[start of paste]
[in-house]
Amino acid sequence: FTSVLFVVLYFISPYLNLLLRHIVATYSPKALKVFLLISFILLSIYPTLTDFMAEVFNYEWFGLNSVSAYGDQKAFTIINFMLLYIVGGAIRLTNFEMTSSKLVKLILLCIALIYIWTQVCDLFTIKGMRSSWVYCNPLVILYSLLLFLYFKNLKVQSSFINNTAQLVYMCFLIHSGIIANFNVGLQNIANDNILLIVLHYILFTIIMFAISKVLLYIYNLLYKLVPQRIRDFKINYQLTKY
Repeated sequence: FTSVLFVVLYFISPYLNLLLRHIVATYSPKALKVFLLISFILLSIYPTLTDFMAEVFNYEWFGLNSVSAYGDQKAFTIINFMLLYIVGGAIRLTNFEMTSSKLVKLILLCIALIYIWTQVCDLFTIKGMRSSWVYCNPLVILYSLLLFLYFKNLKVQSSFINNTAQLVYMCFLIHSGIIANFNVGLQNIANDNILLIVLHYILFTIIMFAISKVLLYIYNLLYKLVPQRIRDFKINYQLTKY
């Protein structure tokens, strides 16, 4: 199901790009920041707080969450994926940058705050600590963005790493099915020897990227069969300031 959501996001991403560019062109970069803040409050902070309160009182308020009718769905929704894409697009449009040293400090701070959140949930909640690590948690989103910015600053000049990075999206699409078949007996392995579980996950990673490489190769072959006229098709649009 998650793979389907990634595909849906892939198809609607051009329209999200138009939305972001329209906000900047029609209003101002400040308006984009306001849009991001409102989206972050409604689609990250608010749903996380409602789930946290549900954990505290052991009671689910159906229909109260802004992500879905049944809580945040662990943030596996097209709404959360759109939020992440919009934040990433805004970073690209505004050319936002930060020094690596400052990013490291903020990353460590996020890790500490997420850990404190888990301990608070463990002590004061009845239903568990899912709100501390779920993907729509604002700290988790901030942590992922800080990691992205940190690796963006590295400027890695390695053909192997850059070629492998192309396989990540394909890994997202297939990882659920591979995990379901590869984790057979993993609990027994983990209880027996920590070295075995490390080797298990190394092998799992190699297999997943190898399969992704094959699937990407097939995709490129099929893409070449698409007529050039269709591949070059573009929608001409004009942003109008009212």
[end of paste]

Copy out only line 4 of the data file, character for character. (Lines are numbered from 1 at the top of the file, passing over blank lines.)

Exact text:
């Protein structure tokens, strides 16, 4: 199901790009920041707080969450994926940058705050600590963005790493099915020897990227069969300031 959501996001991403560019062109970069803040409050902070309160009182308020009718769905929704894409697009449009040293400090701070959140949930909640690590948690989103910015600053000049990075999206699409078949007996392995579980996950990673490489190769072959006229098709649009 998650793979389907990634595909849906892939198809609607051009329209999200138009939305972001329209906000900047029609209003101002400040308006984009306001849009991001409102989206972050409604689609990250608010749903996380409602789930946290549900954990505290052991009671689910159906229909109260802004992500879905049944809580945040662990943030596996097209709404959360759109939020992440919009934040990433805004970073690209505004050319936002930060020094690596400052990013490291903020990353460590996020890790500490997420850990404190888990301990608070463990002590004061009845239903568990899912709100501390779920993907729509604002700290988790901030942590992922800080990691992205940190690796963006590295400027890695390695053909192997850059070629492998192309396989990540394909890994997202297939990882659920591979995990379901590869984790057979993993609990027994983990209880027996920590070295075995490390080797298990190394092998799992190699297999997943190898399969992704094959699937990407097939995709490129099929893409070449698409007529050039269709591949070059573009929608001409004009942003109008009212």